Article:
LONDON Ė Documents presented at the fully depleted silicon on insulator (FDSOI) workshop in San Francisco this week show that the FDSOI roadmap now omits a 20-nm and goes straight to 14-nm and then on to 10-nm.
A summary slide from Horacio Mendez, executive director of the SOI Consortium, showed the jump with the comment that 14-nm FDSOI would be offered at the same time as Intel's 14-nm FinFET and would show the same performance characteristics but realizable at much lower cost. A presentation by Joel Hartmann, executive vice president of front-end process for STMicroelectronics, at the same meeting, organized by the SOI Consortium, also shows the move from 28-nm FDSOI, a process that is has started to ship in the second-half of 2012, on to 14-nm FDSOI and then 10-nm FDSOI.
Previously ST has spoken of the 28-nm FDSOI process prototyping in July 2012 followed by a 20-nm FDSOI process prototyping in 3Q13.
The implication is that parties interested in the FDSOI roadmap are renaming what was the 20-nm node so they can be seen to be at an equivalent node to Intel 14-nm FinFET process and FinFET processes from foundries such as Taiwan Semiconductor Manufacturing Co. Ltd. and Globalfoundries.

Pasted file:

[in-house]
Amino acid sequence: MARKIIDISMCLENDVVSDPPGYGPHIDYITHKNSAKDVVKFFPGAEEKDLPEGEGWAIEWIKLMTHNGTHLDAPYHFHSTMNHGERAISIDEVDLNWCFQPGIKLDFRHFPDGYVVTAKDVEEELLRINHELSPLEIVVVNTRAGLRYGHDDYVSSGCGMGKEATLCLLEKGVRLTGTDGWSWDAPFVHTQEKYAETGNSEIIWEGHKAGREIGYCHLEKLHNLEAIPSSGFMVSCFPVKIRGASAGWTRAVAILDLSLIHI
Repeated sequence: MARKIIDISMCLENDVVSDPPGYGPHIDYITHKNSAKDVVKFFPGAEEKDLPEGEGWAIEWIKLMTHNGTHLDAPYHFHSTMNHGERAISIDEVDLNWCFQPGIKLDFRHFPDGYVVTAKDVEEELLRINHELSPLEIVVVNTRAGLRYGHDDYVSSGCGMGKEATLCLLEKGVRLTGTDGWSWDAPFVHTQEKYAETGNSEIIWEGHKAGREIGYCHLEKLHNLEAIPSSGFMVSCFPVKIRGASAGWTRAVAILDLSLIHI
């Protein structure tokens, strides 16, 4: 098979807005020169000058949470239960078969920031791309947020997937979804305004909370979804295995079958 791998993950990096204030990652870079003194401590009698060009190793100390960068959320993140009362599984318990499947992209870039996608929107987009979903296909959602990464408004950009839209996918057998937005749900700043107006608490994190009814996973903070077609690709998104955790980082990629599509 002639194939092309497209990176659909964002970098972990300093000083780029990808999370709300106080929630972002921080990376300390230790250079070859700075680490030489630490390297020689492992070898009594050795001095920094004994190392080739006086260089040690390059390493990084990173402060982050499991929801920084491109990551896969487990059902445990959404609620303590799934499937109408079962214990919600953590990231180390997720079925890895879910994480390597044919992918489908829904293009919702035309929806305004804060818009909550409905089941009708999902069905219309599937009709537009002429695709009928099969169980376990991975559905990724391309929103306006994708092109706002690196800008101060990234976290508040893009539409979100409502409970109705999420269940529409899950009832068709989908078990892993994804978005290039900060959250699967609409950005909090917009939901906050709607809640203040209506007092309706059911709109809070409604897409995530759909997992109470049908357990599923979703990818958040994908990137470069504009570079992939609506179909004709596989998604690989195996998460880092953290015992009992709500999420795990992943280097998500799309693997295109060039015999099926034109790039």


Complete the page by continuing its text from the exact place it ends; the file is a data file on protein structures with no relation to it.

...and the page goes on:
Hartmann's presentation provided the most recent results measured for the 28-nm FDSOI process made with multi-core ModAp NovaThor processor from ST-Ericsson and made extensive claims for the superiority of 28-nm ST's gate-first FDSOI manufacturing process in comparison with 28-nm bulk CMOS process in terms of ease of manufacture lower power consumption and higher performance.
Mendez shows the FDSOI roadmap now includes a 10-nm process to be
offered in 2016, which will also be the point at which the FDSOI roadmap
would introduce the option of FinFET over SOI.
Click on image to enlarge.
Fully depleted vision for SoCs through 10-nm. Source: SOI Consortium
Related links and articles:
News articles: 28-nm FDSOI is production ready, says ST
ST voices new strategy, recommits to fully depleted SOI
SuVolta reports 65nm parameter results at IEDM
Intel's 22-nm tri-gate SoC process